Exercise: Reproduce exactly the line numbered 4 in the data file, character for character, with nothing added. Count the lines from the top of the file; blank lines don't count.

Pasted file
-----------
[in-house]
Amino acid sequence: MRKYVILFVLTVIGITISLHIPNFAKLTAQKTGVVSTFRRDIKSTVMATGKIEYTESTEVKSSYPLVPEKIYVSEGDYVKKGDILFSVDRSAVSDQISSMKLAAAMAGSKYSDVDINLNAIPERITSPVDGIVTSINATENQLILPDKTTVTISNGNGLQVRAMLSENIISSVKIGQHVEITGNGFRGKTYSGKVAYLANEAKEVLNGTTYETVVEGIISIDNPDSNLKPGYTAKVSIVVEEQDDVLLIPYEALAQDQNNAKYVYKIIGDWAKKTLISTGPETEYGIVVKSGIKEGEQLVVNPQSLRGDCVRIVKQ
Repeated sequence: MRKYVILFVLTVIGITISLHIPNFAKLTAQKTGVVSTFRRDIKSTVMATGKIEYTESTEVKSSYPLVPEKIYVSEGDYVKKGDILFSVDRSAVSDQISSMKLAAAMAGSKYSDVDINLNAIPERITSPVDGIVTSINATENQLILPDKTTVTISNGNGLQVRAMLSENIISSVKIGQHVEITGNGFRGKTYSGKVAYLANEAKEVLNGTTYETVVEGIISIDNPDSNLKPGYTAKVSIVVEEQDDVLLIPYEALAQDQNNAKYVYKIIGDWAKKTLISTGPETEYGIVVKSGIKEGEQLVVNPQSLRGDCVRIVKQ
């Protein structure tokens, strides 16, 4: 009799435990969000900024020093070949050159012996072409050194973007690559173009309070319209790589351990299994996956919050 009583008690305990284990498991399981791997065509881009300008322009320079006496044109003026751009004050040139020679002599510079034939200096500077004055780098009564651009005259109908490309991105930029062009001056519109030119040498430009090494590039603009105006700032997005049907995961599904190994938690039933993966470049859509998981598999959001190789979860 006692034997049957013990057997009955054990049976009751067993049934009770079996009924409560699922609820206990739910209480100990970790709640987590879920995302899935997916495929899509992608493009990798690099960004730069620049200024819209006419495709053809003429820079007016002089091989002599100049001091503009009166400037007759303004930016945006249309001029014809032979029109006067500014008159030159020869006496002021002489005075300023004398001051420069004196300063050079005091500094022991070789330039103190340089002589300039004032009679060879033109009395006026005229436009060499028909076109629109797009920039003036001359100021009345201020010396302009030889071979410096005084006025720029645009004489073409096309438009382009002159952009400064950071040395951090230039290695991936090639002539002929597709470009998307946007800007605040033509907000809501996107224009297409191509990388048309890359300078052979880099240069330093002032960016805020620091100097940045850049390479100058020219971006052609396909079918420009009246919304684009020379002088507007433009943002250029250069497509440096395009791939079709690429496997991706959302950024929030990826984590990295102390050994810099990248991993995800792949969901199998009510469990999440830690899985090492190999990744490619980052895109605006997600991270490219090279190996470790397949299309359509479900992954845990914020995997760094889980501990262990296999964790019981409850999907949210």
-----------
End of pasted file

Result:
């Protein structure tokens, strides 16, 4: 009799435990969000900024020093070949050159012996072409050194973007690559173009309070319209790589351990299994996956919050 009583008690305990284990498991399981791997065509881009300008322009320079006496044109003026751009004050040139020679002599510079034939200096500077004055780098009564651009005259109908490309991105930029062009001056519109030119040498430009090494590039603009105006700032997005049907995961599904190994938690039933993966470049859509998981598999959001190789979860 006692034997049957013990057997009955054990049976009751067993049934009770079996009924409560699922609820206990739910209480100990970790709640987590879920995302899935997916495929899509992608493009990798690099960004730069620049200024819209006419495709053809003429820079007016002089091989002599100049001091503009009166400037007759303004930016945006249309001029014809032979029109006067500014008159030159020869006496002021002489005075300023004398001051420069004196300063050079005091500094022991070789330039103190340089002589300039004032009679060879033109009395006026005229436009060499028909076109629109797009920039003036001359100021009345201020010396302009030889071979410096005084006025720029645009004489073409096309438009382009002159952009400064950071040395951090230039290695991936090639002539002929597709470009998307946007800007605040033509907000809501996107224009297409191509990388048309890359300078052979880099240069330093002032960016805020620091100097940045850049390479100058020219971006052609396909079918420009009246919304684009020379002088507007433009943002250029250069497509440096395009791939079709690429496997991706959302950024929030990826984590990295102390050994810099990248991993995800792949969901199998009510469990999440830690899985090492190999990744490619980052895109605006997600991270490219090279190996470790397949299309359509479900992954845990914020995997760094889980501990262990296999964790019981409850999907949210």